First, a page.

If you have the horrendous misfortune of having you child stricken with cancer, don’t consider writing to President Bush to tell him what you think about his “War on Terror.” He is the Decider and the Decider doesn’t care.


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Category: Health, Iraq, Politics, War

About the Author ()

Erich Vieth is an attorney focusing on consumer law litigation and appellate practice. He is also a working musician and a writer, having founded Dangerous Intersection in 2006. Erich lives in the Shaw Neighborhood of St. Louis, Missouri, where he lives half-time with his two extraordinary daughters.

Comments (8)

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  1. grumpypilgrim says:

    Slashing domestic programs was clearly part of the Republican plan. The best way to destroy social programs is to cut off the money available to fund them. The best way to do that is to divert federal money to a wasteful consumption program — like an invasion — that funnels trainloads of federal money into the pockets of your Republican pals while it bankrupts the government. Then, cut taxes. Poof! All the money in the federal budget disappears, and with it go the social programs. Damage the budget enough and you leave Democrats with no other option but to raise taxes to repair the derailed social programs and the bankrupted government. This then gives you the opportunity, during the next election, to slam Dems for wanting to raising taxes.

  2. grumpypilgrim says:

    Some more evidence that Iraq is a domestic issue:

    This is a story about how the shipment of National Guard personnel and equipment (trucks, helicopters, Humvees, etc.) to Iraq has caused shortages in America, which has slowed recovery efforts in Kansas after devastating tornadoes recently swept through that state:….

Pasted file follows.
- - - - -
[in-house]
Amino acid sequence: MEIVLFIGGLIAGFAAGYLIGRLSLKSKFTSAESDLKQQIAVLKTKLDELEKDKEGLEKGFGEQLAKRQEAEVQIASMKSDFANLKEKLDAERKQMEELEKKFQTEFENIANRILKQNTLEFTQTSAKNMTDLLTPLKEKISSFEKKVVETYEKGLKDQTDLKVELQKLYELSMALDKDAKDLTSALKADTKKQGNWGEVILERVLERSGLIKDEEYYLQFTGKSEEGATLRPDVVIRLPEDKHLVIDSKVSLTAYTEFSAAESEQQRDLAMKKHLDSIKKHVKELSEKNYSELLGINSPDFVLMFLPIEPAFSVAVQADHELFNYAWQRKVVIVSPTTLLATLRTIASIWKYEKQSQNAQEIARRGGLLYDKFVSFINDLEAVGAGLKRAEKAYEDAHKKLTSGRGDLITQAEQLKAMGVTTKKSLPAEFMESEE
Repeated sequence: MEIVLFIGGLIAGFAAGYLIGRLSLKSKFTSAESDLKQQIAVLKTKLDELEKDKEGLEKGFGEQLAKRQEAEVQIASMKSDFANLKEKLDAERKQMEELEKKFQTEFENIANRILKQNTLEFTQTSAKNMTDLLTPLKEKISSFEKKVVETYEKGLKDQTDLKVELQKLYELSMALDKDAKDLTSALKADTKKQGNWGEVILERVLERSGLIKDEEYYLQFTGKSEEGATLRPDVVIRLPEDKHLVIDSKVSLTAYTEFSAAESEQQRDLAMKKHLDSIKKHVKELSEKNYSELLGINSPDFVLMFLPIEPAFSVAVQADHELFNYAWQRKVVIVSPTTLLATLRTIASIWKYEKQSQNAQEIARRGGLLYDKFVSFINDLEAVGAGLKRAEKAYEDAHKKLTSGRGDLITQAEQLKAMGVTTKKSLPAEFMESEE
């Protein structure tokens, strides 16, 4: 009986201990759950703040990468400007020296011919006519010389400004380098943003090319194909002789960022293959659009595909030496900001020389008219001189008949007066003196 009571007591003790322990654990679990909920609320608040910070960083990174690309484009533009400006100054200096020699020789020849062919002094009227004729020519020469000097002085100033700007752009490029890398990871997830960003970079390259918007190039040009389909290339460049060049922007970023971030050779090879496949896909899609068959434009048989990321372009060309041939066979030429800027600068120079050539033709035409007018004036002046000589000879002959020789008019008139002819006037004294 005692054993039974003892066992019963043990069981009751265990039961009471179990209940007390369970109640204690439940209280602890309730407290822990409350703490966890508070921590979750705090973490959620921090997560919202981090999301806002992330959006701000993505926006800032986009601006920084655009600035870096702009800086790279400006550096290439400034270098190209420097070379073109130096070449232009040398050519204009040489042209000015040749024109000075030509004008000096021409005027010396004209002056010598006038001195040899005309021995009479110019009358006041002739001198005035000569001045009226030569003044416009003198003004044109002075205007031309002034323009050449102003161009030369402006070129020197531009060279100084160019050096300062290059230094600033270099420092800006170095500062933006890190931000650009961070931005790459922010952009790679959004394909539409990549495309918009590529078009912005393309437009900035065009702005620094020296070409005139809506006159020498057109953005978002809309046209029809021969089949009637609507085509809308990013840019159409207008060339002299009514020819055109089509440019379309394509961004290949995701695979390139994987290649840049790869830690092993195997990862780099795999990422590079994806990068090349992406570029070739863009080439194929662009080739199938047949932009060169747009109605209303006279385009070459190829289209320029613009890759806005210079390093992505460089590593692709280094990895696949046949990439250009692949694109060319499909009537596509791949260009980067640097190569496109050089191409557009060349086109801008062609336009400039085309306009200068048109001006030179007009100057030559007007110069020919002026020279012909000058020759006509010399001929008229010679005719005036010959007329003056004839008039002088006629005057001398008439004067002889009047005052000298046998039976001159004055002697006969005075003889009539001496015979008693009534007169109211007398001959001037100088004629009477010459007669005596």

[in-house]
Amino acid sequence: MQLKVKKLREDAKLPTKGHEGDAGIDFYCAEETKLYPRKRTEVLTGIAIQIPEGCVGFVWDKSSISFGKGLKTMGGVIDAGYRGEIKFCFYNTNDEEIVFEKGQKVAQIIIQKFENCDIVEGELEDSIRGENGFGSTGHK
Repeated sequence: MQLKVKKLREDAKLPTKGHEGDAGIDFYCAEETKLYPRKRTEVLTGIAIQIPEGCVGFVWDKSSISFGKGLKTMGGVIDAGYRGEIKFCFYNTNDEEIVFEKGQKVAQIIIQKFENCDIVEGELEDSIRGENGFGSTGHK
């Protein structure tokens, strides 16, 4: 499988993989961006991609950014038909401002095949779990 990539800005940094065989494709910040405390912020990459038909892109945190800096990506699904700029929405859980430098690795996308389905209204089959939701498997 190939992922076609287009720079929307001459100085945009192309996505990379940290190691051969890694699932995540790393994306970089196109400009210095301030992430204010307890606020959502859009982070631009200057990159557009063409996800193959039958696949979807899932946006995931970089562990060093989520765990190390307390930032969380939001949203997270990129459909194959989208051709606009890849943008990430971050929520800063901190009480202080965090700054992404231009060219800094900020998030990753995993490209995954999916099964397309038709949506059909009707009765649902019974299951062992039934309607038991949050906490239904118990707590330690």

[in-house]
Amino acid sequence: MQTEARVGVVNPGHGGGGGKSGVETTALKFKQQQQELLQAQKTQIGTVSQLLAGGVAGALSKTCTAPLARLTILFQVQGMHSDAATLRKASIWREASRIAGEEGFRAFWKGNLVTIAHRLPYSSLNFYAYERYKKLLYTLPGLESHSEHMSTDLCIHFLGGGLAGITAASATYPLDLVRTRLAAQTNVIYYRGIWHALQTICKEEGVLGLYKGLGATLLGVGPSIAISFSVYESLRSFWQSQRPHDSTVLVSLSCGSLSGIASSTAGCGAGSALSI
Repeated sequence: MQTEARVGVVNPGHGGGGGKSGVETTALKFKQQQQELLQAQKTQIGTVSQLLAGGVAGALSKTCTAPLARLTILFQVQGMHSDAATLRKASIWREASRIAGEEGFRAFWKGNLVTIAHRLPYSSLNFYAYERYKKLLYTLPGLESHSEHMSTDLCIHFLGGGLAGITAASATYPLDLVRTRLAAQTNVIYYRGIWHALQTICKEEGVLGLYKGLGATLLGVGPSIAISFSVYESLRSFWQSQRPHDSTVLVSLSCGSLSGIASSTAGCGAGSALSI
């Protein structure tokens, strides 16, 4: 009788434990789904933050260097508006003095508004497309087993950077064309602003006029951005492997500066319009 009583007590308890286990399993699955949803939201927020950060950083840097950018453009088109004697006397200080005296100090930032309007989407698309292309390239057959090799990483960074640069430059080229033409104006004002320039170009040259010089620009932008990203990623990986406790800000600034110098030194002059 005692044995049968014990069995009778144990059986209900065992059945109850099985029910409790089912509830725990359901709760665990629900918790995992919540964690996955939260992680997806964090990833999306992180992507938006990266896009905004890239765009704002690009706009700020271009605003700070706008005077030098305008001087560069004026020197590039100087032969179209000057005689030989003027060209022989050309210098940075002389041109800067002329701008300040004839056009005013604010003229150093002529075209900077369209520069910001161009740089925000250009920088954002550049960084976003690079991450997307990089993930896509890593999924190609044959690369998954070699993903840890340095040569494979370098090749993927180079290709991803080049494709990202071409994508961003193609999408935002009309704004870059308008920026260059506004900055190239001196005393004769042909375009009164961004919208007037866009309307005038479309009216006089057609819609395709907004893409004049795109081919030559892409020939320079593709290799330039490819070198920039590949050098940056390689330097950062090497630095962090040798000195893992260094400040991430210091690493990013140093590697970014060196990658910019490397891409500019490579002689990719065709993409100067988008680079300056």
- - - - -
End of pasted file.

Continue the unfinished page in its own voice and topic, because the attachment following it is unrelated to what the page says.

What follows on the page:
And here is a story about a study which shows that the more times soldiers are sent off to duty, the more their children at home are at risk for abuse:….

    Funny we don't hear such stories in Republican speeches about how they will do a better job of "protecting America from terrorists," than will Democrats. In fact, we don't know if Republicans will do a better job than Democrats of protecting America from terrorists, but we do know they will do a worse job of protecting America from everything else.

  3. Leonid S. Sukhorukov says:

    * Peace is always lost in someone's pocket. From a book of aphorisms "All About Everything" by Leonid S. Sukhorukov, UK, 2005

  4. Leonid S. Sukhorukov says:

    * Every sabre has a curving smile. Leonid S. Sukhorukov

  5. Leonid S. Sukhorukov says:

    * Some politicians are only able to think with their warheads. Leonid S. Sukhorukov

  6. Leonid S. Sukhorukov says:

    * Thinking is the hardest thing to do while marching. Leonid S. Sukhorukov

  7. Ben says:

    * I sometimes wish Leonid S. Sukhorukov had a short name. Like Ben.


  8. Larry Witt says:

    Our son was diagnosed with rare form of childhood cancer called Neuroblastoma and we are now very aware of the realities that research cuts may impart on our sons future. The really sad part of it all is that a $2.1 million cut is significant because the total amount of federal money spent on childrens cancer as a whole is almost non-existent when compared to the money spent on adult cancers. The survival rate for breast cancer far exceeds the typical survival rate for a child diagnosed with cancr and this is due to the millions spent on research and the high profile it is afforded by major corporate sponsors. We need this to change and for childrens cancer to begin to see some of the spotlight in hopes of furthering research and improving the odds of survival. Want to imagine what it feels like to have your two year old son diagnosed with a cancer that gives him a little better than 50% chance of survival? Feel free to visit our blog: